The Rev. Joseph E. Lowery, a lieutenant to the Rev. Dr. Martin Luther King Jr. who helped organize a pivotal moment in the civil rights movement — the bus boycott in Montgomery, Ala. — and who gave the benediction at President Barack Obama’s inauguration more than half a century later, died on Friday at his home in Atlanta. He was 98.
The Martin Luther King Jr. Center for Nonviolent Social Change announced his death on Twitter.
Even before Rosa Parks refused to give up her seat on a Montgomery bus on Dec. 1, 1955, Mr. Lowery had successfully campaigned to integrate buses in Mobile, Ala., where he was a young Methodist minister. After Ms. Parks’s action, he huddled with Dr. King and other Alabama ministers to oversee a 381-day boycott of Montgomery’s segregated buses.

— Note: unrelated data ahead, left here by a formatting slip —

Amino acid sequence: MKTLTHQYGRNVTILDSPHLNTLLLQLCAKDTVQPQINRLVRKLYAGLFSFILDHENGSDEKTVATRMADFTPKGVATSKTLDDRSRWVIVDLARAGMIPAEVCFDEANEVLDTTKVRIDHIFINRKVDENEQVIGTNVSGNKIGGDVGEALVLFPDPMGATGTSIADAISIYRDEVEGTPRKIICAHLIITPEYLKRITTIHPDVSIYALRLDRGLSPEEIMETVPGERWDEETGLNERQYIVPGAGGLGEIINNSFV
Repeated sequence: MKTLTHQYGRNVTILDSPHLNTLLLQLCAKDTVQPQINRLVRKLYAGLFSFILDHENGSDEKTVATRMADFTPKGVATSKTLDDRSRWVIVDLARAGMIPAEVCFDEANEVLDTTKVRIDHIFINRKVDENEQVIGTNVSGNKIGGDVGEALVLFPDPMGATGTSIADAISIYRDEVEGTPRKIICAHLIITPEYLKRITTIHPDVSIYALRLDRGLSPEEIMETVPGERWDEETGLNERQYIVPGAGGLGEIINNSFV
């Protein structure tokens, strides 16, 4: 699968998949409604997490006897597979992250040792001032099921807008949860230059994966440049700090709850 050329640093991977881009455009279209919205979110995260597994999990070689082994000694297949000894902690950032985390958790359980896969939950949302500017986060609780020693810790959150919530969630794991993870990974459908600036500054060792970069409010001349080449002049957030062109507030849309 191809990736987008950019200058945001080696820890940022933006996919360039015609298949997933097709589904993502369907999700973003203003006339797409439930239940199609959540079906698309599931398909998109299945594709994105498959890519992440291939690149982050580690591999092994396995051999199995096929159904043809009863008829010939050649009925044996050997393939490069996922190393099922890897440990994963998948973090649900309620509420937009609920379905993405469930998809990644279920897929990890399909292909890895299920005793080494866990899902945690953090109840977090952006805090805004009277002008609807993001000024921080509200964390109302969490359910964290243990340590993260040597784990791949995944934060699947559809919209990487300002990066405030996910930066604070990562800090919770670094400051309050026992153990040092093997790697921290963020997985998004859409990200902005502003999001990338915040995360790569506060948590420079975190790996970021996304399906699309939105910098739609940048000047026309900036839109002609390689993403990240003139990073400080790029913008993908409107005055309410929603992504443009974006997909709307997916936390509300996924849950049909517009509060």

In November 1956, the Supreme Court ended racial segregation on buses in Montgomery and, by extension, everywhere else.
Mr. Lowery was at Dr. King’s side almost until the day of his assassination in April 1968. At Dr. King’s request, he presented the demands of voting-rights marchers from Selma, Ala., to Gov. George C. Wallace in 1965. Mr. Lowery also helped found the Southern Christian Leadership Conference, Dr. King’s signature organization, and led it for 20 years, from 1977 to 1997.